Just as Con­gress di­rected these changes, it told the Sec­re­tary of De­fense in its fis­cal 2017 Na­tional De­fense Depart­ment Au­tho­riza­tion Act to col­lab­o­rate with ser­vice branches on defin­ing med­i­cal and den­tal per­son­nel re­quire­ments to en­sure op­er­a­tional readi­ness, and to con­vert mil­i­tary med­i­cal po­si­tions to civil­ian po­si­tions if deemed un­nec­es­sary to meet op­er­a­tional readi­ness needs.

The med­i­cal force re­duc­tion ef­fort, how­ever, isn’t be­ing funded for a mass con­ver­sion of mil­i­tary bil­lets to civil­ian med­i­cal po­si­tions. In­stead the em­pha­sis is on pro­vid­ing more ef­fec­tive and ef­fi­cient care, on bat­tle­fields and through mil­i­tary treat­ment fa­cil­i­ties to troops, fam­i­lies and re­tirees, us­ing smaller staffs that are sized to gain more ex­pe­ri­ence and be bet­ter trained for mil­i­tary op­er­a­tions.

To un­der­stand what’s about to hap­pen, said a se­nior of­fi­cial fa­mil­iar with the staff cut plans, it is help­ful to grasp a no­tion that sounds coun­ter­in­tu­itive: “Re­duc­ing the num­ber of peo­ple pro­vid­ing a par­tic­u­lar ser­vice within a fa­cil­ity does not mean a degra­da­tion of care within that fa­cil­ity.”

A “tru­ism in the med­i­cal arena,” he added, “is that the more times a provider per­forms a pro­ce­dure, the bet­ter that provider is at per­form­ing that pro­ce­dure.”

If a mil­i­tary hos­pi­tal now staffed with five or­tho­pe­dic sur­geons per­forms ten knee re­place­ments a month, that’s only two op­er­a­tions per sur­geon. If staff is cut to one sur­geon able to still com­fort­ably per­form 10 pro­ce­dures a month, both qual­ity of pa­tient care and the readi­ness of that sur­geon for war will im­prove.

That ar­gu­ment for a care­ful re­duc­tion of staff isn’t per­sua­sive for some ca­reer med­i­cal per­son­nel. One said he is wor­ried that staff cuts this deep could leave hos­pi­tals short of per­son­nel to de­ploy or to re­ceive pa­tients if old wars es­ca­late or new ones break out in Ko­rea, East­ern Europe or the South China Sea. He also wor­ries about find­ing civil­ian re­place­ments when needed, not­ing chronic staff short­ages within the VA med­i­cal sys­tem that can’t even be filled in peace­time.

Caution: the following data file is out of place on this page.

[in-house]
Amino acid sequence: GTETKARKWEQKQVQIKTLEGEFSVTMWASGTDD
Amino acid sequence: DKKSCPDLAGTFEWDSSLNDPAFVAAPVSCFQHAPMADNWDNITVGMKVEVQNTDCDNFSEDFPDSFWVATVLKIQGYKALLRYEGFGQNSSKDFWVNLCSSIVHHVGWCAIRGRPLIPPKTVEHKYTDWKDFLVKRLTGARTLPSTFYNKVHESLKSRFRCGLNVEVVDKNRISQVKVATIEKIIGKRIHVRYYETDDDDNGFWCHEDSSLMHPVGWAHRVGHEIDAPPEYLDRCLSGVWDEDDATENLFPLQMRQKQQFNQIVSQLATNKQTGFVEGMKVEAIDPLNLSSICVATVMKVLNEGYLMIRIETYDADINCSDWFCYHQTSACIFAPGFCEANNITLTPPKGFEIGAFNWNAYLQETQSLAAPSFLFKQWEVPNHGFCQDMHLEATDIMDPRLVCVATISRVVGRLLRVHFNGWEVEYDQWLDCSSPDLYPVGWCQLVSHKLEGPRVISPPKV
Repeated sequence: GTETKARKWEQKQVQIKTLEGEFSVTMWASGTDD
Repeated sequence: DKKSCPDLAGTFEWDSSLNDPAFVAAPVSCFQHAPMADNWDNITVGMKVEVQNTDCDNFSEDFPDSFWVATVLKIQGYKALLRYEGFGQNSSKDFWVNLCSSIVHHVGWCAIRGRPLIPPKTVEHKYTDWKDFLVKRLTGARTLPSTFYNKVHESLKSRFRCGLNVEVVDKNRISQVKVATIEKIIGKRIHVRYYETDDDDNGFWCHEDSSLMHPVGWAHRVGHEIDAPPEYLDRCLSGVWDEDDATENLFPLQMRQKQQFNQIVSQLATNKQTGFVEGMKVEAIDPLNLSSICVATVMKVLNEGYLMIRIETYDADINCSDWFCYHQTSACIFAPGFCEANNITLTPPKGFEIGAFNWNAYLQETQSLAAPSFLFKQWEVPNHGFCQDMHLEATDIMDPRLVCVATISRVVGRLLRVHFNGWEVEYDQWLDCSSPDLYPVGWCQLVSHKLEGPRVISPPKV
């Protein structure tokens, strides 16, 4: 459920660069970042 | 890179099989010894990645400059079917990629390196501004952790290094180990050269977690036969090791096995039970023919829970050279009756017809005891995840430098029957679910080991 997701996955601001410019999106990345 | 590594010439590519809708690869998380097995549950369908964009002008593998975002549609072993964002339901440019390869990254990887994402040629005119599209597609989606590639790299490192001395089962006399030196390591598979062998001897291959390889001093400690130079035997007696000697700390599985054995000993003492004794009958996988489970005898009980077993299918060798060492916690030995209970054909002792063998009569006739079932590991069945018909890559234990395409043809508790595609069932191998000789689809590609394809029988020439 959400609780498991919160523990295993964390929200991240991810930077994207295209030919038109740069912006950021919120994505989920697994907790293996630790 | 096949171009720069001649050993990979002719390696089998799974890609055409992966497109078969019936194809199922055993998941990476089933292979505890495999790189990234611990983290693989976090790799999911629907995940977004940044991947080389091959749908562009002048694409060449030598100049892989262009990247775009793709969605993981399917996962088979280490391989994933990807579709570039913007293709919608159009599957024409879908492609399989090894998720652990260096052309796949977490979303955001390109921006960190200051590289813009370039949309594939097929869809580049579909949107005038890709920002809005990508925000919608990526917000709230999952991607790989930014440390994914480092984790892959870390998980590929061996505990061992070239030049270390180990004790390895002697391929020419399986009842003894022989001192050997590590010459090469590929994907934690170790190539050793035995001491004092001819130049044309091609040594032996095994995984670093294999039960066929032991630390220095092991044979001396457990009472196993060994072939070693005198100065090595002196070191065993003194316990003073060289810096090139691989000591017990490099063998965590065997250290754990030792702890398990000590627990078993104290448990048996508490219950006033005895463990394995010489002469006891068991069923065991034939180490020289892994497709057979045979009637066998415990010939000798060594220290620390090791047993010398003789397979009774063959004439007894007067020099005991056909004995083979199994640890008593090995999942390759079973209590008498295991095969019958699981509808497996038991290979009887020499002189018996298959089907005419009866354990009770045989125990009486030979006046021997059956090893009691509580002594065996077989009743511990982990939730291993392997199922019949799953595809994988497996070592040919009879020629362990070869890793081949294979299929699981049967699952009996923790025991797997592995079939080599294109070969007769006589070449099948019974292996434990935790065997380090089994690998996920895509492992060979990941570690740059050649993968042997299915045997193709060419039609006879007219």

“I don’t be­lieve it’s doable when you take your plat­forms down to this de­gree and you’re still putting peo­ple on [for­ward] de­ploy­ment sched­ules,” said this se­nior ser­vice of­fi­cial. “You can ar­gue on the mar­gins whether you need quite as many peo­ple here or there. But these hos­pi­tals sup­port train­ing as well as pro­vide care and [they] keep peo­ple in op­er­a­tional units,” he added. After deep staff cuts, “you’re are go­ing to have a very hard time keep­ing docs, es­pe­cially in uni­form.”

Iron­i­cally, he added, these staff cut plans arise near the end of wars in Iraq and Afghanistan where U.S. mil­i­tary medicine pro­duced “the best out­comes in com­bat ca­su­alty care in the his­tory of the world.”

Se­nior de­fense of­fi­cials an­swered such con­cerns with as­sur­ances DHA and the ser­vices are giv­ing care­ful con­sid­er­a­tion to readi­ness needs in­clud­ing wartime re­quire­ments. Mil­i­tary fa­cil­i­ties still will have ro­bust civil­ian staffs, they added, and will be able to back­fill with re­serve med­i­cal per­son­nel and civil­ian con­tracts.

Of­fi­cials con­ceded the staff cuts, and re­fo­cus­ing on de­ploy­able skills, over time will change the mix of providers de­liv­er­ing care on base, forc­ing more fam­ily care off base and onto TRI­CARE provider net­works.

“We will ex­pect to see an in­crease in cer­tain skill sets [and] a de­crease in other skill sets. More trauma sur­geons, fewer pe­di­a­tri­cians, for ex­am­ple. Those kinds of changes are right at the heart of what Con­gress has di­rected us to do,” said one of­fi­cial.

The same shift in med­i­cal skillsets for hos­pi­tal staffs will be­gin to re­shape grad­u­ate med­i­cal ed­u­ca­tion pipe­lines.

“The rea­son why we do grad­u­ate med­i­cal ed­u­ca­tion is to be able to sup­ply that ready med­i­cal force,” said an­other se­nior of­fi­cial. “We need to ex­pand our ca­pac­ity in some ar­eas” but will see them “con­tract” in oth­ers.

Some crit­ics of the staff cuts sug­gest a de­sire for bud­get sav­ings is a key fac­tor. Navy doc­u­ments iden­tify “ex­pected to­tal sav­ings of $1.14 bil­lion” from that ser­vice’s uni­formed med­i­cal “end-strength di­vesti­ture” plan.

Se­nior de­fense of­fi­cials deny that’s the case, cit­ing an “un­wa­ver­ing com­mit­ment” to im­prov­ing med­i­cal readi­ness and qual­ity of care.

“How do we get higher lev­els of med­i­cal readi­ness for the next ma­jor con­flict? That cen­tral ques­tion is go­ing to drive a lot of changes through­out the mil­i­tary health­care sys­tem.”